**The QF 72 accident illustrates the significant effects that ‘small field’ decisions can have on overall system safety**

In an earlier post on the QF 72 accident I discussed the implications of the Airbus voting algorithm had for safety in the presence of ‘bursty’ non time independent noise in a sensor channel. In that post I noted that the median statistic when comparing redundant data is less sensitive to outlier values than the arithmetic mean. Which is why median voting algorithms are preferred for critical control applications.

Of course you may still be left with a problem of trying to derive a valid estimate from only two values (AoA 1 and 2 for the A330) in which case the median algorithm (which needs a minimum of three values) is not much help. In these circumstances we might be tempted to fall back on the use of the arithmetic mean (summing and dividing by 2). However the problem with this is that the statistic will be unduly influenced by high end values. In other words we’re back were we started. Well not necessarily…

If we instead used the geometric mean of the two values, where we multiply them together and take the square root, we can generate a statistic that is much less sensitive to outliers.

**Example.** Using the normal AoA (1.2 degrees) and spike AoA (50.6 degrees) observed on QF 72 we would derive an arithmetic and geometric mean of 26.4 and 7.8 degrees respectively.

In the case of the Airbus logic, use of the geometric mean across the experienced set off AoA values would have resulted in a far smaller resultant AoA, minimising the resultant pitch over severity. To that extent we can say that the geometric mean is more robust a calculation than the arithmetic in the face of ‘out of specification’ values.

What’s interesting to me is not necessarily that one statistic is better or worse but rather how a small ‘local’ design decision, in this case as to the use of a specific statistic, can have significant system level consequences.

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Surely you are pre-judging the answer and choosing an averaging mechanism that suits your preferred answer. What if the AoA was meant to be 50.6 and the intermittent fault is a ‘low’ outlier (1.2). Now the GM does not look so good!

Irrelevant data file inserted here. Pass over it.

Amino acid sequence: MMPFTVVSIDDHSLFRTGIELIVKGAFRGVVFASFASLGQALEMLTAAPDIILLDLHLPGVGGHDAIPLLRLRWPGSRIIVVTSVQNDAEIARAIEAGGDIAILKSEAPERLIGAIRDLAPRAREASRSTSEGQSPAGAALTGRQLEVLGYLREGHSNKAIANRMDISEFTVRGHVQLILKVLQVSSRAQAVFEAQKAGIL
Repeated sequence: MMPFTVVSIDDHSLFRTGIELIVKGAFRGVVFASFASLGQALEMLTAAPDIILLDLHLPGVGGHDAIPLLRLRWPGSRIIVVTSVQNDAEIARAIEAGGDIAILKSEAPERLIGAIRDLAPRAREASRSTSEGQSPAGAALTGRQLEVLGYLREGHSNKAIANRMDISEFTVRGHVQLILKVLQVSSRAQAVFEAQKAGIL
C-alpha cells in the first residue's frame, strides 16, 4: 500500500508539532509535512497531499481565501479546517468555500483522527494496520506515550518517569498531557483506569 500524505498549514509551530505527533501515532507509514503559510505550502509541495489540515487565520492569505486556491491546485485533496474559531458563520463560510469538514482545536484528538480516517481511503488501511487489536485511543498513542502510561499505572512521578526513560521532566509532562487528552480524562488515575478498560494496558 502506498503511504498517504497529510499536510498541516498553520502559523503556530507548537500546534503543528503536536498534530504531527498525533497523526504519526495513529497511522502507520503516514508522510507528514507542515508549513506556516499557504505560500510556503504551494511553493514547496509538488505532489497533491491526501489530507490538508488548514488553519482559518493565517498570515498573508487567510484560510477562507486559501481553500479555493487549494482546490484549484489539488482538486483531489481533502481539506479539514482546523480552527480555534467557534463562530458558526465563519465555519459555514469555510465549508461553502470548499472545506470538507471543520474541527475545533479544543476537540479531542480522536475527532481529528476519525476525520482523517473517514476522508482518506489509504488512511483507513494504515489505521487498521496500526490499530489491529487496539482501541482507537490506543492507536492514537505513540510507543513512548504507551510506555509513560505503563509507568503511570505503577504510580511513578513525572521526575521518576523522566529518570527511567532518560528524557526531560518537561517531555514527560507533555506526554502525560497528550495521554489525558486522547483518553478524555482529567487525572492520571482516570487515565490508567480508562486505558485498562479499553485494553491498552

What, me cherry picking data? Never! 🙂

Fundamentally a geometric mean, unlike the arithmetic, dampens the effect of very high or low values. It’s not a silver bullet but does have advantages.

In your example the GM = 7.8 while the AM = 25.9, if the ‘true value’ is 50.6 then no that’s not better.

However, for passenger aircraft if you have an alpha of 50.6 you have major problems, see what happened to QF 72 when the PRIM’s processed the erroneous high value. Keep in mind that with all these problems we usually do know something about the ‘physics’ of the situation.

And thanks for your comments.

Agreed, I think the reason they chose the arithmetic mean is exactly that reason. If you don’t know which one of two values is correct, choosing the exact midpoint is the best you can do.

I’ve been thinking about this for a while and statistics (arithmetic means or otherwise) only make sense when your sample points all belong to the same population. If one point is a legitimate outlier then by definition it’s not part of the population and should be excluded from population statistics. Using a mean should only be considered reasonable when you’ve eliminated outlying dodgy data and for the purpose of nulling out random noise in the remaining data. But to do so you need to establish before the fact what you expect the population to look like, which is a theory driven decision and requires you to state your expectations up front. That I think is the subtle error, smershing together the issue of noise handling mechanisms with outlier rejection. To put it another way experiments are never theory free.